- The Washington Times - Saturday, August 20, 2005

As an Iraq War veteran, I never cease to be amazed at the type and level of dissent about this war among certain elements of the population.

First, I notice the dissent is largely based on hatred of President Bush. Friends and relatives who hate the president can find no thoughtful rationalization for supporting the war. The interesting — but not surprising — thing to me is these same folks couldn’t wait to drop bombs on Serbia over Kosovo in 1999. Now as a reservist, I was alerted for Kosovo, but our unit did not have to go. But at the time, I had trouble understanding why the United States needed to get involved. None of our national interests were threatened. It was in Europe’s back yard. No Serbian terrorists had flown planes into buildings in New York City or were connected to al Qaeda or were trying to produce weapons of mass destruction to use against us. The nearest I can come up with is guilt over doing nothing in Rwanda — and the more sinister notion we have no compelling “equities” in Rwanda.

In any event, the pro-bomb-Serbia-back-to-the-Stone-Age crowd used humanitarian necessity as the reason for intervening. When I point out Saddam killed 1 million of his own people (more Muslims than Israel has ever killed), and I helped liberate a mass grave of 5,000 bodies, I get one of two reactions: either their eyes glaze over or they say Mr. Bush should have given that as his reason for invading and not WMD.

We didn’t invade Normandy to liberate Jews from concentration camps. We did it to free Europe from the Nazis. In the course of doing so, we discovered and liberated the camps. We didn’t fight the Civil War initially to free the slaves, but to preserve the Union. The slaves were freed in the process. The whole world thought Saddam had WMD, so we invaded — and liberated a people in the process.

Second, I notice dissidents in this war are very touchy about their rights. If you disagree with them, they accuse you of accusing them of being unpatriotic. Touchy. They view themselves as dissenters in the heroic mold: standing tall, leaning into the wind of orthodoxy, likening themselves to the Founding Fathers, etc. In fact, in their dissent they sacrifice nothing, they risk nothing, they live in their comfortable homes, have satellite TV, drive luxury cars, and complain about the war and the president at cocktail parties. In the morning, they can be found in Starbucks coffeehouses reading the New York Times. At night, they populate the theaters and Opera Houses.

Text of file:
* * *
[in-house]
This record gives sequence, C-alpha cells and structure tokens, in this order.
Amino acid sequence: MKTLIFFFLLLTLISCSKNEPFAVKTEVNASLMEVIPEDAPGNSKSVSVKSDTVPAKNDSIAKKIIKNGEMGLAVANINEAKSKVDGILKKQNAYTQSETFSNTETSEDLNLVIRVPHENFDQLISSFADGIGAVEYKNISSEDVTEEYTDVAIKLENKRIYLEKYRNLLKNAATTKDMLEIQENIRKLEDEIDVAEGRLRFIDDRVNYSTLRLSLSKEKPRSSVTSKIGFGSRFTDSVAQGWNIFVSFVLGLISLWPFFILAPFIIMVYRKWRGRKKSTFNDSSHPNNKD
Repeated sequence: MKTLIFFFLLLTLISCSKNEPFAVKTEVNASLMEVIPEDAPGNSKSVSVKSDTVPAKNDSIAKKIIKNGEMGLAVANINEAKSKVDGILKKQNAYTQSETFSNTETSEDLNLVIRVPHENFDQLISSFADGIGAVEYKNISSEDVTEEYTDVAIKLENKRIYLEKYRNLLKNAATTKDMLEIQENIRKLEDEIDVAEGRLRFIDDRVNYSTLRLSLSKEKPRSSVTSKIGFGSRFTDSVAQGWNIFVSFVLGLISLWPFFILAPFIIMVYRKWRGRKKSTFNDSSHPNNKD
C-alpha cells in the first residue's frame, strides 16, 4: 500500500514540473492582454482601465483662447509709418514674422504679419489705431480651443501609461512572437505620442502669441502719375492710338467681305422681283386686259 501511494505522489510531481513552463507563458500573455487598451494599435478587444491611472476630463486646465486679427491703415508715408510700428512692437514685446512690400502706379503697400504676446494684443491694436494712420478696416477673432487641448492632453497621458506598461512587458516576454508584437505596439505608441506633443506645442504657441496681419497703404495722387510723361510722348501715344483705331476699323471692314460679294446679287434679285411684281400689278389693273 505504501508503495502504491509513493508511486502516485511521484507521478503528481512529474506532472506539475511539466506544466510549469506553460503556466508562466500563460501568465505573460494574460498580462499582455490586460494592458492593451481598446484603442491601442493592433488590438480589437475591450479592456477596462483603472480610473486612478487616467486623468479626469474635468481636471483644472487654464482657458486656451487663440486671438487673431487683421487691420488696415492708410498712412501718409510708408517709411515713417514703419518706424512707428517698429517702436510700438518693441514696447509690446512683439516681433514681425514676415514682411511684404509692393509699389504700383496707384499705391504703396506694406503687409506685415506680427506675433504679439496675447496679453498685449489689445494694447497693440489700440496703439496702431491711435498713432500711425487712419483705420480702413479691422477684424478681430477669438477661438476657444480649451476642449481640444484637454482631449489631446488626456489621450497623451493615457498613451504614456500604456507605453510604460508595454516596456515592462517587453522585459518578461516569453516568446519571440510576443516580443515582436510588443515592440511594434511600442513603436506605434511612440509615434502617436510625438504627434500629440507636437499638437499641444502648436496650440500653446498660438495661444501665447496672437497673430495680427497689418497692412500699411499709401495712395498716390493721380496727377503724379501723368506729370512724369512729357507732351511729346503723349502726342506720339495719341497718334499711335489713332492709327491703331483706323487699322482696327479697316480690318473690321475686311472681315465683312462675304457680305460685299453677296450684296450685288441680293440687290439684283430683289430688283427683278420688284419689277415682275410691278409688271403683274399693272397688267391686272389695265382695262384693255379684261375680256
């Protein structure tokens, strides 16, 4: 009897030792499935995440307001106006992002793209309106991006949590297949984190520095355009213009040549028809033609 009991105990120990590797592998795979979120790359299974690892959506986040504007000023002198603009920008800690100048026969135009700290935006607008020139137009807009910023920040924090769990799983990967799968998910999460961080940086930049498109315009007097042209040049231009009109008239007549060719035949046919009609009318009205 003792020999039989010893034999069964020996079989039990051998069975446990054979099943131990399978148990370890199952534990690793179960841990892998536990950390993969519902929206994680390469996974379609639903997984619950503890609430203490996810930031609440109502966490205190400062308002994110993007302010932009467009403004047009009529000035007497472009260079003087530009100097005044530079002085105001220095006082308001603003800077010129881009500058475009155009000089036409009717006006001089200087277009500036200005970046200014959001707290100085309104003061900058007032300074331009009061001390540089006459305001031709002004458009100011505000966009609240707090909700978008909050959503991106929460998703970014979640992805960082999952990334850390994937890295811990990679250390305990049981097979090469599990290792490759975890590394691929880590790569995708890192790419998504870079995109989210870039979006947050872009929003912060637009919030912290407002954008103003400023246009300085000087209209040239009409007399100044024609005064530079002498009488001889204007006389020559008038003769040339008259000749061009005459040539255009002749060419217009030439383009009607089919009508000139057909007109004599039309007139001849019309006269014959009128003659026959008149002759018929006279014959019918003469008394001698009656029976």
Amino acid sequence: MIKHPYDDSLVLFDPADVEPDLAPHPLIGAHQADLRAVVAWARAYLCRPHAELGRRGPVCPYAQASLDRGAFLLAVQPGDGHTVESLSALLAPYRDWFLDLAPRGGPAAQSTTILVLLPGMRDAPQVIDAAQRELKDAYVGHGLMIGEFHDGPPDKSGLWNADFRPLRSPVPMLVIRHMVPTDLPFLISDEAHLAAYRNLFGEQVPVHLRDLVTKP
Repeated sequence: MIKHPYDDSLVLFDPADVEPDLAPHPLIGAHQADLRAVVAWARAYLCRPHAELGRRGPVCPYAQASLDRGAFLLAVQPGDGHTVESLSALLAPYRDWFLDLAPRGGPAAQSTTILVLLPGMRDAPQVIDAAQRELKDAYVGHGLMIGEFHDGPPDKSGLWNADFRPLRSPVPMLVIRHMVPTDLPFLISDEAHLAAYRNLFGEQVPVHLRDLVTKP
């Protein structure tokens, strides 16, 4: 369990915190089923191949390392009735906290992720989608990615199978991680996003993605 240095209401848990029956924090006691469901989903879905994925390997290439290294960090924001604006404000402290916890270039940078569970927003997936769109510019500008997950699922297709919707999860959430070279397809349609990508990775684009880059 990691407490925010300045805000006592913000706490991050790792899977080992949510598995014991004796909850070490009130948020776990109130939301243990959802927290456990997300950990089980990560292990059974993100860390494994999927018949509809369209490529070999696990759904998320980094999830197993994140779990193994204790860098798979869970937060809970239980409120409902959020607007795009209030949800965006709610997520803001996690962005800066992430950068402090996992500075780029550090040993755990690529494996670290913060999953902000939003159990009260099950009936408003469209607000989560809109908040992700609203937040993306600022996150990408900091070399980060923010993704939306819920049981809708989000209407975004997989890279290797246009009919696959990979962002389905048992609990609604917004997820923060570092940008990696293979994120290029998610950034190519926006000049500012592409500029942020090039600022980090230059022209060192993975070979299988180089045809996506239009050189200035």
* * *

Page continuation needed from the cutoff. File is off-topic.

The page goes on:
A crisis for a dissenter is when his landscaper goes out of business for hiring illegal aliens. No one watches or harasses them; they need not go underground. Dissent in silk slippers.

When you mention the consequences of their dissent include undermining the war effort, providing aid and comfort to the enemy and — most important — hurting the morale of the troops, you get one of two reactions: Their eyes glaze over or they say it’s Mr. Bush’s fault. When they come to, they launch into the predictable “you’re trying to stifle dissent” speech.

It’s not about stifling their dissent, it’s about understanding and acknowledging the consequences of their dissent. This they will never do. Don’t hold your breath.

Third, the definition of “patriotism” for the dissenter seems to depend on whatever their current state of mind is at the time. It’s a moving target. To them, “patriotism” is opposing the war, attacking President Bush and caring for the troops (which has a totally different meaning for the dissenter).

The whole subject of “caring for the troops” is a subject unto itself. To the supporter of the war, this means ensuring the troops have everything they need to carry the fight to the enemy. It means sending troops care packages, writing them letters, seeing them off, cheering them on, welcoming them home, and — most important — saying “Thank you.”

To the dissenter “caring for the troops” means attacking Mr. Bush when the troops don’t have armored Humvees (Note: We didn’t know we needed them until we got there), providing platforms for them to dissent via blogs and Web pages, aiding and abetting desertion and otherwise treating them as pawns, helpless beings from America’s backwoods and small towns who only joined the Army because they couldn’t find work (also Mr. Bush’s fault).

On my return home, I called a dissenting friend to tell her I was back. Her first words were: “Do they have counseling for you?”.

The dissenters want another Vietnam. They want their dissent to cause the troops to come home early, before the mission is finished. Then, Iraq war vets will get five bonus points on their applications for federal jobs, a host of veterans benefits, the Republicans voted out of office, a new totalitarian regime in Iraq that will make Saddam look like a Girl Scout and a chance to show their compassion by allowing thousands of Iraqi refugees to settle in America.

And it will all be George W. Bush’s fault.


Jay Bachar is a Civil Affairs Army Reservist who was mobilized for Operation Iraqi Freedom in March 2003 and returned home in April 2004.

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